* Data from two pivotal trials due soon
* Regulatory filings planned for first-half 2011
By Deena Beasley
LOS ANGELES, Aug 1 Isis Pharmaceuticals Inc
ISIS.O will soon release key data from pivotal trials of its
experimental cholesterol drug that will be closely parsed for
evidence of any safety risks, particularly liver toxicity.
The drug, mipomersen, is designed to lower "bad" LDL
cholesterol in patients with severely high cholesterol.
Isis is expected to report any day now results from two
trials: one in patients with high cholesterol who are at high
risk of heart disease and another in patients with a condition
known as severe hypercholesterolemia.
Trial results released in February showed six months of
treatment with the Isis drug lowered LDL cholesterol by 28
percent in patients with heterozygous familial
hypercholesterolemia (HeFH) -- caused by a defective gene
inherited from one parent.
But some patients developed elevated liver enzymes, a
possible sign of liver damage, raising concerns regulators
might require more studies before considering using the drug in
patients beyond those so sick they would otherwise be dependent
on an expensive blood filtering system.
The February trial results sent Isis shares down as much as
20 percent. The full data set is expected to be presented at a
medical meeting later this summer.
"The one thing that could really hurt this drug is liver
toxicity," said Cowen & Co analyst Eric Schmidt.
He also noted the dropout rate for mipomersen trial
patients has been fairly high because of injection-site
PARTNERED WITH GENZYME
Isis, which has partnered with Genzyme Corp GENZ.O> to
develop mipomersen, argues that changes in liver enzymes are
common with any drug that lowers cholesterol, including
commonly-used statins such as Lipitor.
"Even today no one can tell you why statins cause liver
enzymes to go up," Isis Chief Executive Officer Stanley Crooke
told Reuters in a recent interview. "It's a general phenomena
associated with adjustment of lipids."
Crooke said he was "quite comfortable" with mipomersen's
Cholesterol-lowering drugs such as statins work by helping
to clear LDL from the bloodstream by improving the action of
LDL receptors. Mipomersen is designed to reduce actual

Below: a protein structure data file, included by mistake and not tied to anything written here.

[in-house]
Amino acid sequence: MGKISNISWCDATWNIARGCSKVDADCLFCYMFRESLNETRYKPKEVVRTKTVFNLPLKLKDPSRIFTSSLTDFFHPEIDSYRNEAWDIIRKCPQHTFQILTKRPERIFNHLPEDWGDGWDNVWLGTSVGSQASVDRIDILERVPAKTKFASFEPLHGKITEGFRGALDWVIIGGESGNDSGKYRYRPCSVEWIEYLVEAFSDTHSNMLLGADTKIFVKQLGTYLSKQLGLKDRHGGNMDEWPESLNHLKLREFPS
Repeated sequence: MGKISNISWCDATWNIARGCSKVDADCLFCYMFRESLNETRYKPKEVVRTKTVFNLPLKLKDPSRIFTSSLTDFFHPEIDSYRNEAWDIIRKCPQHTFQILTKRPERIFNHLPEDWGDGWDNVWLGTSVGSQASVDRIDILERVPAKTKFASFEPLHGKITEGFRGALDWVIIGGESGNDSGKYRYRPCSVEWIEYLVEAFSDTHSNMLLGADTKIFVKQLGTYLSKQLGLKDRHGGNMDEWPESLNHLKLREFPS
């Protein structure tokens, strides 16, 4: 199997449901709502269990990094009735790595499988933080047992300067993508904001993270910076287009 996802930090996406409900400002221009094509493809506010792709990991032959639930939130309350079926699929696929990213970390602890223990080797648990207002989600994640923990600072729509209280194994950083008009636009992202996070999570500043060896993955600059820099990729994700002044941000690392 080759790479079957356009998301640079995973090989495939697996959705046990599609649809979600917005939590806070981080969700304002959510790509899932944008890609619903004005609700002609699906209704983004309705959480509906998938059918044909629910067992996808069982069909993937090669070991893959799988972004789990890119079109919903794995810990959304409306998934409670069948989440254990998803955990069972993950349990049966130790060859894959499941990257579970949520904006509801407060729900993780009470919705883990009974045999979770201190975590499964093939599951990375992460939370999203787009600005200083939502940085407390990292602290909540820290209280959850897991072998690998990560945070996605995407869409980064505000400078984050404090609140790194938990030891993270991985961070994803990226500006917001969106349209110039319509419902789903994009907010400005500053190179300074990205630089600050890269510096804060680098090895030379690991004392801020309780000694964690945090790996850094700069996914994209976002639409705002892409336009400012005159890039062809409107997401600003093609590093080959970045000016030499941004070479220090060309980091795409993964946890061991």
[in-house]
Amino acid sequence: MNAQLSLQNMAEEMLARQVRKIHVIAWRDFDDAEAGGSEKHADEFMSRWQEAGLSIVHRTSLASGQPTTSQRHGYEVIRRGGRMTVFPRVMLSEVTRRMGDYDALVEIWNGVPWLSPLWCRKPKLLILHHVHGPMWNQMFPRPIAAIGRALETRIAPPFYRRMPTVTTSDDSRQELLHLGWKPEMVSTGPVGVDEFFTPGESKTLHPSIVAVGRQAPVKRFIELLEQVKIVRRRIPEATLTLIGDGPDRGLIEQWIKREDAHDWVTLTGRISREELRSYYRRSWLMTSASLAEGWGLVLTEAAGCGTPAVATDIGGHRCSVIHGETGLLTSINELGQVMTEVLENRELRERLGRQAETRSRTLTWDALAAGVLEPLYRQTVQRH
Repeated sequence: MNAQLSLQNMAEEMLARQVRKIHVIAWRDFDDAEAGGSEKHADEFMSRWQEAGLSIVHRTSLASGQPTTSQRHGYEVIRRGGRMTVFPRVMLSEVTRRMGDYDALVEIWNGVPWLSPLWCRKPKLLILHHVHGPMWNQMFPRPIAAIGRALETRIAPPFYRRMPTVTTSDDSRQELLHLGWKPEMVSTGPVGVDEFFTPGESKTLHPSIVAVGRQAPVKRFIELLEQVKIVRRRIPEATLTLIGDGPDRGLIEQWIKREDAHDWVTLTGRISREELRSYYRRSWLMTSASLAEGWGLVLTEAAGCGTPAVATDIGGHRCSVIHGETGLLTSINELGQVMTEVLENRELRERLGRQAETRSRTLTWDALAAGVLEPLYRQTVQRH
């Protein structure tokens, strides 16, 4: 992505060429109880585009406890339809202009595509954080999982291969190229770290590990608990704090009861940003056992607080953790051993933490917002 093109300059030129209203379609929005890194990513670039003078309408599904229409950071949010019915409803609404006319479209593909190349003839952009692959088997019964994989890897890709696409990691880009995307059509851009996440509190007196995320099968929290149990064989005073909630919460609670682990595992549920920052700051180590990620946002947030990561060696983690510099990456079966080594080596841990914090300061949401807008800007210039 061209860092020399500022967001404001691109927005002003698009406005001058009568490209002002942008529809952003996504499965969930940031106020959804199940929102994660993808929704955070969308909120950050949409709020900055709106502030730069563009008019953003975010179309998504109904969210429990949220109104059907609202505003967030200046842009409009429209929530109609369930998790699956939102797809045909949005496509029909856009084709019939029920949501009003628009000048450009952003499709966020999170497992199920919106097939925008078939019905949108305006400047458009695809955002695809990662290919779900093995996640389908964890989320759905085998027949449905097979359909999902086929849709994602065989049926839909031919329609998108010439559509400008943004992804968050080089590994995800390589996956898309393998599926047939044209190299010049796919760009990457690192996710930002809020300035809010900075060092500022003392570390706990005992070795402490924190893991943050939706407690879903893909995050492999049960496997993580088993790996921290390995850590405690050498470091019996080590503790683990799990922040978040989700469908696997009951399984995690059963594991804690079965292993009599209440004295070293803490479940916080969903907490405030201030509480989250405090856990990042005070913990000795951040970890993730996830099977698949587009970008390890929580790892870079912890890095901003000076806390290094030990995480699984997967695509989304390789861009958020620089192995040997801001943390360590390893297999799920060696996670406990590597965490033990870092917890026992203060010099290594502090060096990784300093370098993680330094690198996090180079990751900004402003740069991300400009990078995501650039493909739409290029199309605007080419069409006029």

production of the fatty material that can build up in artery
The Isis drug, which is given weekly by injection, is based
on a technology known as antisense, which aims to interfere at
the genetic level to prevent rogue proteins from being formed.
Isis is a pioneer in the field and has a wide-ranging
pipeline of experimental antisense drugs. Analysts, on average,
have forecast mipomersen sales of $354 million in 2014,
according to Thomson Pharma.
"All drugs that come up to the FDA (U.S. Food and Drug
Administration) are looked at very carefully for liver issues
these days," said Isis consultant Dr. Willis Maddrey, a liver
expert and professor at the University of Texas Southwestern
He acknowledged elevated liver enzymes have been observed
in roughly 10 percent of trial patients treated with
mipomersen, adding "the important point is I haven't seen a
single case of liver disease or liver injury."
Genzyme, which is expected to get a takeover bid any day
now from France's Sanofi-Aventis SA (SASY.PA), is responsible
for regulatory applications for mipomersen.
Isis said any Genzyme buyer would take on the partnership,
but, if that company did not want mipomersen, Isis would retain
any money received and could relicense the drug.
The plan is to file in the first half of next year for
approval of mipomersen for use by patients with homozygous
familial hypercholesterolemia (hoFH).
Patients with familial hypercholesterolemia are unable to
properly metabolize LDL due to dysfunctional LDL receptors.
There are two forms of the disease: hoFH, in which a
defective gene is inherited from both parents, and heFH, in
which a defective gene is inherited from only one parent so
some LDL receptor function is preserved.
HoFH is estimated to affect about one in a million people
worldwide. HeFH is a more common form of the disorder,
affecting about one in 500 people.
Isis said the regulatory filings may also include patients
with severe hypercholesterolemia.
The aim is to first address the highest-risk patients,
followed by potential expansion into patients who have
persistently high LDL levels despite being treated with other
lipid-lowering drugs. These groups would include heterozygous
FH, severe hypercholesterolemia, and high-risk patients who
remain far from their LDL goals.
(Reporting by Deena Beasley; editing by Andre Grenon)